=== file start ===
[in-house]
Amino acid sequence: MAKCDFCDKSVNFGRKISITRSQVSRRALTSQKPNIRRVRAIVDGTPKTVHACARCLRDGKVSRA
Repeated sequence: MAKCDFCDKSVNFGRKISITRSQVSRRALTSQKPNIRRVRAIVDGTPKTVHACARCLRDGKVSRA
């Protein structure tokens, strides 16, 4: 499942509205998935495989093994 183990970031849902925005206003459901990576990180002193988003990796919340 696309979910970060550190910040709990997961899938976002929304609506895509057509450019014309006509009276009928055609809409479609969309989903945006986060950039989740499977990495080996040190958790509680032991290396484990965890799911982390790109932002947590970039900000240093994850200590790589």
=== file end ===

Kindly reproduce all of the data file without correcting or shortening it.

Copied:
[in-house]
Amino acid sequence: MAKCDFCDKSVNFGRKISITRSQVSRRALTSQKPNIRRVRAIVDGTPKTVHACARCLRDGKVSRA
Repeated sequence: MAKCDFCDKSVNFGRKISITRSQVSRRALTSQKPNIRRVRAIVDGTPKTVHACARCLRDGKVSRA
């Protein structure tokens, strides 16, 4: 499942509205998935495989093994 183990970031849902925005206003459901990576990180002193988003990796919340 696309979910970060550190910040709990997961899938976002929304609506895509057509450019014309006509009276009928055609809409479609969309989903945006986060950039989740499977990495080996040190958790509680032991290396484990965890799911982390790109932002947590970039900000240093994850200590790589």